Thank you very much. I'm going to bring in Alun Davies here. Thank you.

I don't think anybody is concerned about the purpose of having a more representative Senedd, and there are all sorts of conversations that have occurred about that. I think the concern we have here is the methodology being adopted by the Welsh Government. We know that this Bill has been subject to some considerable discussion, debate, and there is no consensus on it being within competence. I think it would be a stretch if the Government were to claim that there is that consensus on competence. And what concerns me, Minister, is that you've repeated today what you've repeated a number of times in front of the legislation committee, that the purpose of the Bill is to create a more effective Senedd, and Ms Hind said exactly that in answering the question on the Scottish legislation, and that's perfectly fair and reasonable. What surprises me, then, is that that's not in the title of the Bill. 

I would disagree about there being no consensus on competence. Clearly, we've just discussed that in terms of the earlier questions on the Bill. It's really important this is tested out, as you say, in the questions that you're putting to me today. But I think what I'm going to say is there are a range of views, some of which are very supportive of the Government's position, and you'll see that, as I've already mentioned, particularly the eminent Professor Thomas Glyn Watkin KC, but also other legal—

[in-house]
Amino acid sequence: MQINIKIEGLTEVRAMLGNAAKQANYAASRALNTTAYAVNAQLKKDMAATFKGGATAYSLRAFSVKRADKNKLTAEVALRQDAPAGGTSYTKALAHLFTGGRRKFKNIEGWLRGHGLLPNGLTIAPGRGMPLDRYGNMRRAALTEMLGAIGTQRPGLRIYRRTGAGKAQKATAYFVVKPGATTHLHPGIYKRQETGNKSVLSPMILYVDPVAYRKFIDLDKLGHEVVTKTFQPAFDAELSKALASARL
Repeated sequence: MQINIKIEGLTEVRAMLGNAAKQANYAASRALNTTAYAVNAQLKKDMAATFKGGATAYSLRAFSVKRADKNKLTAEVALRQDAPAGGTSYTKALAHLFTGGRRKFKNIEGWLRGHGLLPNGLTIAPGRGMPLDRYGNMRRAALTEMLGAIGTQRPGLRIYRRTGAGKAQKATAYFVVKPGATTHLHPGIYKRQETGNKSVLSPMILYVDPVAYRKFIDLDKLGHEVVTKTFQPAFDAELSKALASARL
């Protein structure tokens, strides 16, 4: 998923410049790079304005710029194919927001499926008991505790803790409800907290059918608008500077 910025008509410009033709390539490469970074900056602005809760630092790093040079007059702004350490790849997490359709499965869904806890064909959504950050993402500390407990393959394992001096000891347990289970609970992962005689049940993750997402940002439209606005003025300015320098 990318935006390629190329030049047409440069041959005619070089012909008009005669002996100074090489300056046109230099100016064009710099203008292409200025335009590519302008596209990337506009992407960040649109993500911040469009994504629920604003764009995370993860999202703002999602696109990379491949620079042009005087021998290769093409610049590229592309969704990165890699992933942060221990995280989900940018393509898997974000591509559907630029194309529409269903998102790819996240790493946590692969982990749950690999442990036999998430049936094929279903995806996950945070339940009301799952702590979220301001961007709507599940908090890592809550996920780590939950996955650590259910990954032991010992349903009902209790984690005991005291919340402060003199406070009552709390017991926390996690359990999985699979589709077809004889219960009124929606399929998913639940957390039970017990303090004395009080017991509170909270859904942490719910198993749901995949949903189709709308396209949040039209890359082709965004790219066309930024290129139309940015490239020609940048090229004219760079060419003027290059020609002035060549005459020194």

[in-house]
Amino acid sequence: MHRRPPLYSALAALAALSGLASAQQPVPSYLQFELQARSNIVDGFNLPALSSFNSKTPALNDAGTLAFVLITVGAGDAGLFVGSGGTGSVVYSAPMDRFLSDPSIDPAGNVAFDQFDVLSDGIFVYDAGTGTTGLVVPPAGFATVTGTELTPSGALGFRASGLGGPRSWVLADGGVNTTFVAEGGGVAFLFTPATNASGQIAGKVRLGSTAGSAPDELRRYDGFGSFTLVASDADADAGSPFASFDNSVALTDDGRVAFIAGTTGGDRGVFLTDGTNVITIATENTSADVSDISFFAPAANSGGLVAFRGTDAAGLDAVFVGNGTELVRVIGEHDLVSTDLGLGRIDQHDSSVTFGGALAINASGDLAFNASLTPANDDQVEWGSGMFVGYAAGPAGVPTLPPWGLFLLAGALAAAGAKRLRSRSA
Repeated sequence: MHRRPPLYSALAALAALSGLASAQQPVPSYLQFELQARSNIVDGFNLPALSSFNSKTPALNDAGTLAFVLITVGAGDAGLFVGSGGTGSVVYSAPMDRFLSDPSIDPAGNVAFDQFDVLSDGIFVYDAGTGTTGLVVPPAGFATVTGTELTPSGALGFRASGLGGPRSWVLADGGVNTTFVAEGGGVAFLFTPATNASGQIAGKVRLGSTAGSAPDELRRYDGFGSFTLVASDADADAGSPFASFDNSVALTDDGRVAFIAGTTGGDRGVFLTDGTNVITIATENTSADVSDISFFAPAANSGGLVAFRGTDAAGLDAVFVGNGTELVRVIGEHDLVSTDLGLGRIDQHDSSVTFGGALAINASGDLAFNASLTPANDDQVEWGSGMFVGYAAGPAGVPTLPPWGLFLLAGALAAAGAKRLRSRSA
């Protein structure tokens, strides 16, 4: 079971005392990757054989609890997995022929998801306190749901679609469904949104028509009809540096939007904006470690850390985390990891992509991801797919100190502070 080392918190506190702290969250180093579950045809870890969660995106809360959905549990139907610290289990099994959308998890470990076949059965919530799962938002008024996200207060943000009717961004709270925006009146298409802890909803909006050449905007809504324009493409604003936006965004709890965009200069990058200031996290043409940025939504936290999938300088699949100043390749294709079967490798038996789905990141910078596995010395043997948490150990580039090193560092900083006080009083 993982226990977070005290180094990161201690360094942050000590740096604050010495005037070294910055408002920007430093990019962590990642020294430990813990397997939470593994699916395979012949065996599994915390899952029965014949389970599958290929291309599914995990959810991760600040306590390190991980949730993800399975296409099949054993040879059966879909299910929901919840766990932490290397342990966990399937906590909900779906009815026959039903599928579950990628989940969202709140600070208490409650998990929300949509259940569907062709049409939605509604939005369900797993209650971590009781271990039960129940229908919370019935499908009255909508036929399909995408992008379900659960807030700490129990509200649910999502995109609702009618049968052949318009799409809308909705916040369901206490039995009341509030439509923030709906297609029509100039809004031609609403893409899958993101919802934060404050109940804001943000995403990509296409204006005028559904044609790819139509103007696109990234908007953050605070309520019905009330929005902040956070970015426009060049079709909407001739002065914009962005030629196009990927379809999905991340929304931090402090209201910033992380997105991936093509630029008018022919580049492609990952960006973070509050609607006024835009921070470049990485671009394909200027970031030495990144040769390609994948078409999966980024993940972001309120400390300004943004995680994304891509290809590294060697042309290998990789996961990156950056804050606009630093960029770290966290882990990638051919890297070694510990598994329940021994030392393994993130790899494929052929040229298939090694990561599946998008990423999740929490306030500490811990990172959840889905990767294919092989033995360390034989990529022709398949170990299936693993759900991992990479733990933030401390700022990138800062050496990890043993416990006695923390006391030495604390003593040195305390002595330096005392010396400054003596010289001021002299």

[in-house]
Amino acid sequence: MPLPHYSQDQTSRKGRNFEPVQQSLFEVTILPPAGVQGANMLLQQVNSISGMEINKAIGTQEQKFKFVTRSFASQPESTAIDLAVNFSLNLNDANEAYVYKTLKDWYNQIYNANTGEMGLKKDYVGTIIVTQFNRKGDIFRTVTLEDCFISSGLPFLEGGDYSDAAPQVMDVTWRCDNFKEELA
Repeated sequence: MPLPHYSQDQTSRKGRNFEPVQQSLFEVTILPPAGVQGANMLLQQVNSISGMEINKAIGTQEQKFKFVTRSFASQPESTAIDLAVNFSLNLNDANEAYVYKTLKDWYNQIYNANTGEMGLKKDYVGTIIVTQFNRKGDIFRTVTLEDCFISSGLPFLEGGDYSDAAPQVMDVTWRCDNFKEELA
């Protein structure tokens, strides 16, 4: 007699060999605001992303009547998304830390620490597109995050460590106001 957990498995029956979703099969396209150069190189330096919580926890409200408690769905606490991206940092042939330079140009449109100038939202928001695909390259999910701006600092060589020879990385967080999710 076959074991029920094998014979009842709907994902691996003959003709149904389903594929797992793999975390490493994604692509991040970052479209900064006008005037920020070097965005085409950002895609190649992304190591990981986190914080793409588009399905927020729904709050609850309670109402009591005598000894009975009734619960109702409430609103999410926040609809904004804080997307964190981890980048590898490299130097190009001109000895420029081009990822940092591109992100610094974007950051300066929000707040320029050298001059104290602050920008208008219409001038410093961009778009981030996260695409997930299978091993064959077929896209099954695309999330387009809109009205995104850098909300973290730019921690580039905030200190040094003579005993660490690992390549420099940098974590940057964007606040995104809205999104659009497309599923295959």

—advice, which is on balance. It's really important that we recognise that that legal advice is looking at the position of comments, and recognise it's finely tested. But I think the important issue here that we're discussing is how the Bill's purpose is to make a more effective Senedd, and that, in terms of the balance, particularly in the long title of the Bill, I think it's very clear that we see this as being taken forward in terms of the Order.

I think also, just to recognise in terms of the explanatory memorandum, I'm sure the committee's looked at this in detail, because as a whole, the explanatory memorandum is extensive evidence as to why this Bill could create a more effective Senedd through greater gender balance. And I think, as I said, I might not have said this before, but, clearly, the point about this Bill is it's a means to an end—the end being a more effective Senedd—and it's very good to see some of the evidence that came through last week to the Senedd reform committee, because that was the very clear evidence that was coming from the majority of organisations that have come forward backing this Bill as a route, as the means to ensuring that we have a more effective Senedd.